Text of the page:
|The lapel pin was my wife's idea.|
Those of you not from around here might suppose that perhaps we have low fuel prices in Maryland. We don't. In 2009, we were in the middle of the pack. Currently, our tax is pegged at $.23/gallon, which means that every time I fill my 12-gallon tank, $2.76 goes to the government.
With this proposal, the gas tax would go up to $.41/gallon, which would mean $4.92 goes to the government every week. I fill up my car once a week because I work 28 and 49 miles from home respectively; my wife, who makes more, works a mile from home, so moving isn't really an option. Also, have you seen the real estate market lately? This is an additional $256 a year we would be spending that we can't get back.
I get the whole fair share thing, but...did I miss something about the recession ending? Do Marylanders suddenly have an excess of disposable income? Are the only choices really to cut spending on education or police?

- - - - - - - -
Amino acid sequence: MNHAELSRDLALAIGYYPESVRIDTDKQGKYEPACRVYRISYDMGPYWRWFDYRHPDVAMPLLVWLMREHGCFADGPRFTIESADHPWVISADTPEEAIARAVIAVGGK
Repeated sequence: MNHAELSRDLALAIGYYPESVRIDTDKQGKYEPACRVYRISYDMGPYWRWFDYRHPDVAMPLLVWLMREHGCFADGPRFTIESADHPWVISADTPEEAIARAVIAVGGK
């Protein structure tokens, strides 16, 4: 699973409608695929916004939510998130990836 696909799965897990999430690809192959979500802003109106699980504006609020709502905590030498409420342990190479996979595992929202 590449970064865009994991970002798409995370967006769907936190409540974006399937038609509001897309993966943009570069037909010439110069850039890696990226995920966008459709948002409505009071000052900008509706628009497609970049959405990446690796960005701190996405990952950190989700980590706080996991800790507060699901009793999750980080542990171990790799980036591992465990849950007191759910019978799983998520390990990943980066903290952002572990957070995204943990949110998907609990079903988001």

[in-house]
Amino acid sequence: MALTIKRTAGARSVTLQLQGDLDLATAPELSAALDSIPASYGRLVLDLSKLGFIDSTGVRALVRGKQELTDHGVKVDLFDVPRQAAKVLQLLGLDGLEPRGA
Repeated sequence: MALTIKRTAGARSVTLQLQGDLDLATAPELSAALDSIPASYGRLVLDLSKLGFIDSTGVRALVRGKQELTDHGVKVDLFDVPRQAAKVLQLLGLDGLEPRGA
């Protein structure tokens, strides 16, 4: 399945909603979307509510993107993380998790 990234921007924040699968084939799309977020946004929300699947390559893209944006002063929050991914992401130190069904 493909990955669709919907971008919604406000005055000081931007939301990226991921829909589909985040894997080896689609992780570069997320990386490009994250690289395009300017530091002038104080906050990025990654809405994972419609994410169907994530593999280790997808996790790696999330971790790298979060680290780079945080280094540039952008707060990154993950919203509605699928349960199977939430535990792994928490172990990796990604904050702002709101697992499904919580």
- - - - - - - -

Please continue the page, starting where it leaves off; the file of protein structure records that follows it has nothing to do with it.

My favorite part of the speech is this paragraph:
"Asking our fellow citizens to do more will not be popular," O'Malley said. "But without anger, fear or meanness, let’s ask one another: how much less education do we think would be good for our children’s future? How much less education do we want? How much less public safety? How many fewer jobs? There are costs, and there are values."Yes, I added the link.
I don't think it's the responsibility of the government to create jobs. No government, no matter what color your state, is efficient enough to create jobs as well as the private sector can. That's why taking the money out of the private sector to create public sector jobs will only worsen the recession.
Anyway, I think this is a false dichotomy (there are other choices that can be made), but no one is willing to look at other places to cut spending and/or find the money, because ultimately we would rather the government think for us.